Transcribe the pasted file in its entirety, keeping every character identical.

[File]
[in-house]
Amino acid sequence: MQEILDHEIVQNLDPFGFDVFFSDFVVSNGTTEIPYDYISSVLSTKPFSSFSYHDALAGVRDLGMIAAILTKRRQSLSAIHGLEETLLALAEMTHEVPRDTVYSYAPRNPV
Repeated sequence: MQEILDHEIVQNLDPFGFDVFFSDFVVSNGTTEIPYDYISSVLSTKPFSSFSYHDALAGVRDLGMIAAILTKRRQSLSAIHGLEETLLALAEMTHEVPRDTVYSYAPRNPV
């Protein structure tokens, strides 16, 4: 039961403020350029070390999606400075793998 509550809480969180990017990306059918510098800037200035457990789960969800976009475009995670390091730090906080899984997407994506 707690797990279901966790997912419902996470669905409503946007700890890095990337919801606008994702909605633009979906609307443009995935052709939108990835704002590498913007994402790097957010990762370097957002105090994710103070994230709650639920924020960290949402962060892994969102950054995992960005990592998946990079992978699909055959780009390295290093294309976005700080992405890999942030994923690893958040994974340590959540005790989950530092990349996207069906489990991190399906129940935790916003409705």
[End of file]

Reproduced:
[in-house]
Amino acid sequence: MQEILDHEIVQNLDPFGFDVFFSDFVVSNGTTEIPYDYISSVLSTKPFSSFSYHDALAGVRDLGMIAAILTKRRQSLSAIHGLEETLLALAEMTHEVPRDTVYSYAPRNPV
Repeated sequence: MQEILDHEIVQNLDPFGFDVFFSDFVVSNGTTEIPYDYISSVLSTKPFSSFSYHDALAGVRDLGMIAAILTKRRQSLSAIHGLEETLLALAEMTHEVPRDTVYSYAPRNPV
């Protein structure tokens, strides 16, 4: 039961403020350029070390999606400075793998 509550809480969180990017990306059918510098800037200035457990789960969800976009475009995670390091730090906080899984997407994506 707690797990279901966790997912419902996470669905409503946007700890890095990337919801606008994702909605633009979906609307443009995935052709939108990835704002590498913007994402790097957010990762370097957002105090994710103070994230709650639920924020960290949402962060892994969102950054995992960005990592998946990079992978699909055959780009390295290093294309976005700080992405890999942030994923690893958040994974340590959540005790989950530092990349996207069906489990991190399906129940935790916003409705």